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USS H-1 (SS-28)
USS H-1;H69853.jpg
Name: USS H-1
Builder: Union Iron Works, San Francisco, California
Laid down: 22 March 1911, as Seawolf
Launched: 6 May 1913
Commissioned: 1 December 1913
Renamed: H-1, 17 November 1911
Struck: 12 April 1920
Fate: Run aground, 12 March 1920
Lost during salvage, 24 March 1920
General characteristics
Type: H-class submarine
Displacement: 358 long tons (364 t) surfaced
467 long tons (474 t) submerged
Length: 150 ft 4 in (45.82 m)
Beam: 15 ft 10 in (4.83 m)
Draft: 12 ft 5 in (3.78 m)
Installed power: 950 hp (710 kW) (diesel engines)
600 hp (450 kW) (electric motors)
Propulsion: Diesel-electric; New London Ship & Engine Co. diesel engines
Electro Dynamic Co. electric motors
2 × shafts
Speed: 14 kn (16 mph; 26 km/h) surfaced
10.5 kn (12.1 mph; 19.4 km/h) submerged
Test depth: 200 ft (61 m)
Complement: 25 officers and men
Armament: 4 × 18 in (460 mm) torpedo tubes (8 × torpedoes)

USS H-1 (SS-28), the lead ship of her class of submarine of the United States Navy, was originally named Seawolf, making her the first ship of the U.S. Navy to be named for the seawolf.

Seawolf was laid down by the Union Iron Works of San Francisco, California. She was renamed on 17 November 1911, launched on 6 May 1913 sponsored by Miss Lesley Jean Makins, and commissioned at Mare Island Navy Yard on 1 December 1913, Lieutenant Henry M. Jensen in command.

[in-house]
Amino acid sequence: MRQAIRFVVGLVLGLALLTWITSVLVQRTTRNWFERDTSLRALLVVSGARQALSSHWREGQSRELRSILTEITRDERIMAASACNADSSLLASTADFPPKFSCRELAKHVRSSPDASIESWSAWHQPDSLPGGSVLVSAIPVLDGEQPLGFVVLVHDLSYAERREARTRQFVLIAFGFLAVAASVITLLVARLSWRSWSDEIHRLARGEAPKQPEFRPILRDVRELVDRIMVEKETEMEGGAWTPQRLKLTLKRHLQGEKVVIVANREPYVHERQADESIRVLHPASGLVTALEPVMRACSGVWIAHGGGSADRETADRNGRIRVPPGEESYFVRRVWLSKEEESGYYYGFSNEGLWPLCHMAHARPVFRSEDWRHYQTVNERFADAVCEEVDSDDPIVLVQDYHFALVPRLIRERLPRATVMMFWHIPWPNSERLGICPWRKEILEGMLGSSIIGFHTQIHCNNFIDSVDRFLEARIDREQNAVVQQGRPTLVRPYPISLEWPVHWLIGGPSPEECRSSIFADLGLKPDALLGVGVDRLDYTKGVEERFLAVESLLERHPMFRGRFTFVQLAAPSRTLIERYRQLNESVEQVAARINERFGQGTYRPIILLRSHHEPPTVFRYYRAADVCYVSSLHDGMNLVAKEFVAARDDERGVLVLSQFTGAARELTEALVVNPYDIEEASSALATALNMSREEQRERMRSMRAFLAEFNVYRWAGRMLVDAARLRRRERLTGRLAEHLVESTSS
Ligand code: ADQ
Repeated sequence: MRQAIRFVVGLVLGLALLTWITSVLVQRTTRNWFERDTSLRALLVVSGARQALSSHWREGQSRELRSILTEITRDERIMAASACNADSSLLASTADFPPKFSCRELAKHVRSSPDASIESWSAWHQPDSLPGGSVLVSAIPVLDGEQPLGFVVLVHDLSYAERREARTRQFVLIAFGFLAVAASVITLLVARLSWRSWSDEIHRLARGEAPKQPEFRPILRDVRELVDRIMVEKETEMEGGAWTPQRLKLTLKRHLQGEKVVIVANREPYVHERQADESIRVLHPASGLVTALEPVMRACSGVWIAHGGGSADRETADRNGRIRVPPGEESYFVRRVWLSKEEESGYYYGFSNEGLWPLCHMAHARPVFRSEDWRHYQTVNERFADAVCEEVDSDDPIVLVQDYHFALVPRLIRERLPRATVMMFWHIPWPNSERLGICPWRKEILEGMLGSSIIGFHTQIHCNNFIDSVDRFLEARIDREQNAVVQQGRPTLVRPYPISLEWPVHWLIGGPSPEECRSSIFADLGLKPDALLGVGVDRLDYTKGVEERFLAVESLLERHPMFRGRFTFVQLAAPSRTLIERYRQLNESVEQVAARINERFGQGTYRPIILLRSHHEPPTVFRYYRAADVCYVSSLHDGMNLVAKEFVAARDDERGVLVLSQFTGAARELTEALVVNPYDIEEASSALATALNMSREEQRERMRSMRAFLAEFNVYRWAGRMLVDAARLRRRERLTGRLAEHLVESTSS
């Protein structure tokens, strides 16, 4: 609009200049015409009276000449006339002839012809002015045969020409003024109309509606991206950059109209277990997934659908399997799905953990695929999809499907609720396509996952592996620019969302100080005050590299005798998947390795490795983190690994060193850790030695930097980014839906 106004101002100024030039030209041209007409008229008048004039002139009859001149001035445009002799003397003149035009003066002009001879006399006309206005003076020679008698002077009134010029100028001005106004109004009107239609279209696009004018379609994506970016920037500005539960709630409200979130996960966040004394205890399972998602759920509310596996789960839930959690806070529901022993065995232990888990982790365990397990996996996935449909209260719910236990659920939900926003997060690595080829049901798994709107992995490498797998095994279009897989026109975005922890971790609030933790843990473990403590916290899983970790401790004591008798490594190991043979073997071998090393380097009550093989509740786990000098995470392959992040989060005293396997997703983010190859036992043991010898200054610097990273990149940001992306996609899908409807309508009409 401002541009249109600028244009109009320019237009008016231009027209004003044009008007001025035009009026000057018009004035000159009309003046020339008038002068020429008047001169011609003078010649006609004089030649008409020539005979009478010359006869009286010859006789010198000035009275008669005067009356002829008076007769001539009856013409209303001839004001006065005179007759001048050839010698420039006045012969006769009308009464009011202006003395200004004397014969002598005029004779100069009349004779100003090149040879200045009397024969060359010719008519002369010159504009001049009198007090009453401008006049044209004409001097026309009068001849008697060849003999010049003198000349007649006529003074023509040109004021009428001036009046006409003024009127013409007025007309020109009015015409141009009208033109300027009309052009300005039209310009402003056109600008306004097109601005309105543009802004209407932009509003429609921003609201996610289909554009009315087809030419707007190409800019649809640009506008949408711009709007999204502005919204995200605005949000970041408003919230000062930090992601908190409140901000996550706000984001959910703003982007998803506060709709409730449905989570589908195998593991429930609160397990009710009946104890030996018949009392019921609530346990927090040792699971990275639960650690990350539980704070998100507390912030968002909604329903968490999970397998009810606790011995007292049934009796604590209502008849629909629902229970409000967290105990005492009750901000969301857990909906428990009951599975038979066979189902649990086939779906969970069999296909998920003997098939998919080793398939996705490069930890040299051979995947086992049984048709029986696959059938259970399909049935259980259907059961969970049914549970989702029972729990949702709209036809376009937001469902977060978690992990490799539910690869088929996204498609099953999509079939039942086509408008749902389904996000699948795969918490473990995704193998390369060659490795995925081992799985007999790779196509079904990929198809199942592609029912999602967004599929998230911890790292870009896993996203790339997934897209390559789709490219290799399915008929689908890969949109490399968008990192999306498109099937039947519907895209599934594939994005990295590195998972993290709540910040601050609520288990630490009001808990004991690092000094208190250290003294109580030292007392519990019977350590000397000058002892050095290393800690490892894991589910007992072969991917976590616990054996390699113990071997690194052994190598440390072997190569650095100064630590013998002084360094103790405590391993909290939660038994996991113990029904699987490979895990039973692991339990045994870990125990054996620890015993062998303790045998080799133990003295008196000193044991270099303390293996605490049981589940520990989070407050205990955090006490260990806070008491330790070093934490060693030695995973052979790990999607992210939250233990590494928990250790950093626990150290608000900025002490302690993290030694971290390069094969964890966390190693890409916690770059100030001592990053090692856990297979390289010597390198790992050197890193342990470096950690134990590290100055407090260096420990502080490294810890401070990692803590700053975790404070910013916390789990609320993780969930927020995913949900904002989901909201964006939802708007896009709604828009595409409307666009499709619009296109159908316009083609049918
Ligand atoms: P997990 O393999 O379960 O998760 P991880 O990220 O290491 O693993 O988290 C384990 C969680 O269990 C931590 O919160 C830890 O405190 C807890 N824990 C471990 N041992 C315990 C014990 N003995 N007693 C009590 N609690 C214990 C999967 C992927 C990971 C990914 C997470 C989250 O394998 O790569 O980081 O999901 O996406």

Service history

The new submarine was attached to Torpedo Flotilla 2, Pacific Fleet, and operated along the West Coast out of San Pedro, California. During various exercises and patrols, she traveled the coast from Los Angeles, California to lower British Columbia, often in company with her sister ships H-2 and sometimes H-3.

Sailing from San Pedro, California on 17 October 1917, she reached New London, Connecticut on 8 November. For the remainder of World War I, she was based there and patrolled Long Island Sound, frequently with officer students from the submarine school on board.

H-1 and H-2 sailed for San Pedro, California on 6 January 1920, transiting the Panama Canal on 20 February. On 12 March, as H-1 made her way up the coast of Mexico's Baja California peninsula, she ran aground on a shoal off Santa Margarita Island.

Four men — including the commanding officer, Lieutenant Commander James R. Webb — died trying to reach shore. Vestal pulled H-1 off the rocks in the morning of 24 March, but in only 45 minutes, the submarine sank in some 50 ft (15 m) of water. Further salvage effort was abandoned. Her name was struck from the Naval Vessel Register on 12 April, and she was sold for scrap in June 1920, but never recovered. Her wreck was rediscovered in 1992.

H-1 and H-2 in Coos Bay, Oregon.


This article incorporates text from the public domain Dictionary of American Naval Fighting Ships. The entry can be found here.

External links

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